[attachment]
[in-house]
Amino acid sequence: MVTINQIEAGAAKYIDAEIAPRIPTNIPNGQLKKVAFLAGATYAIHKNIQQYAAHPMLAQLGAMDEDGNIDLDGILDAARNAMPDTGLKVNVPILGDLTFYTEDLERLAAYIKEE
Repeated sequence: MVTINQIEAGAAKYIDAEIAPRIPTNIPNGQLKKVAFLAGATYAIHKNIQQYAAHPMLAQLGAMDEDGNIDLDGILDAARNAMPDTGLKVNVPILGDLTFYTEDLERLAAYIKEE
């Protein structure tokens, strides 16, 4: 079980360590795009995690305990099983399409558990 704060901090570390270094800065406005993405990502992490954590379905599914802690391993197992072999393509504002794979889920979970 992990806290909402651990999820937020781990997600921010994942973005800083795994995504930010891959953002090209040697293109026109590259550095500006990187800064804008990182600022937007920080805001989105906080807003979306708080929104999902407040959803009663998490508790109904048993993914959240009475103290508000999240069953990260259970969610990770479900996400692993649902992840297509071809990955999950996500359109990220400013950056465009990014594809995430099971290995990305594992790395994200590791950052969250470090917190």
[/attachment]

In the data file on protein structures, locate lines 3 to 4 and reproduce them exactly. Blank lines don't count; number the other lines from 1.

Repeated sequence: MVTINQIEAGAAKYIDAEIAPRIPTNIPNGQLKKVAFLAGATYAIHKNIQQYAAHPMLAQLGAMDEDGNIDLDGILDAARNAMPDTGLKVNVPILGDLTFYTEDLERLAAYIKEE
């Protein structure tokens, strides 16, 4: 079980360590795009995690305990099983399409558990 704060901090570390270094800065406005993405990502992490954590379905599914802690391993197992072999393509504002794979889920979970 992990806290909402651990999820937020781990997600921010994942973005800083795994995504930010891959953002090209040697293109026109590259550095500006990187800064804008990182600022937007920080805001989105906080807003979306708080929104999902407040959803009663998490508790109904048993993914959240009475103290508000999240069953990260259970969610990770479900996400692993649902992840297509071809990955999950996500359109990220400013950056465009990014594809995430099971290995990305594992790395994200590791950052969250470090917190």